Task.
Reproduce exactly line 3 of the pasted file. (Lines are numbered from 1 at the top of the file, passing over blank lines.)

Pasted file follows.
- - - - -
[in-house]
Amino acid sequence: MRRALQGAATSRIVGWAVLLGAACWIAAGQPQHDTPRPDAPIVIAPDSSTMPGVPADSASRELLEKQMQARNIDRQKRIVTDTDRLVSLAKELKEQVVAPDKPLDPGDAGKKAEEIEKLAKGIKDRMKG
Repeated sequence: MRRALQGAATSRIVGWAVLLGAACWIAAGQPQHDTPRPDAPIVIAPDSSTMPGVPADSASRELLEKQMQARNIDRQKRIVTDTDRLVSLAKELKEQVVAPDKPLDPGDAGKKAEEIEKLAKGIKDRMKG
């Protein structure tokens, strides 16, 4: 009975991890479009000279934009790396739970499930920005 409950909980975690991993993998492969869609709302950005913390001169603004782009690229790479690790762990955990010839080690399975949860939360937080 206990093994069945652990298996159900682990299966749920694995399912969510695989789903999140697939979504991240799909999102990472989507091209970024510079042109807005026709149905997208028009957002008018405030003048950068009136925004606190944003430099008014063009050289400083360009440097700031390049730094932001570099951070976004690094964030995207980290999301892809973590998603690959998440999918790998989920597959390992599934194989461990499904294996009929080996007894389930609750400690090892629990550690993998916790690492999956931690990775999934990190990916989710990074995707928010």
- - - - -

Repeated sequence: MRRALQGAATSRIVGWAVLLGAACWIAAGQPQHDTPRPDAPIVIAPDSSTMPGVPADSASRELLEKQMQARNIDRQKRIVTDTDRLVSLAKELKEQVVAPDKPLDPGDAGKKAEEIEKLAKGIKDRMKG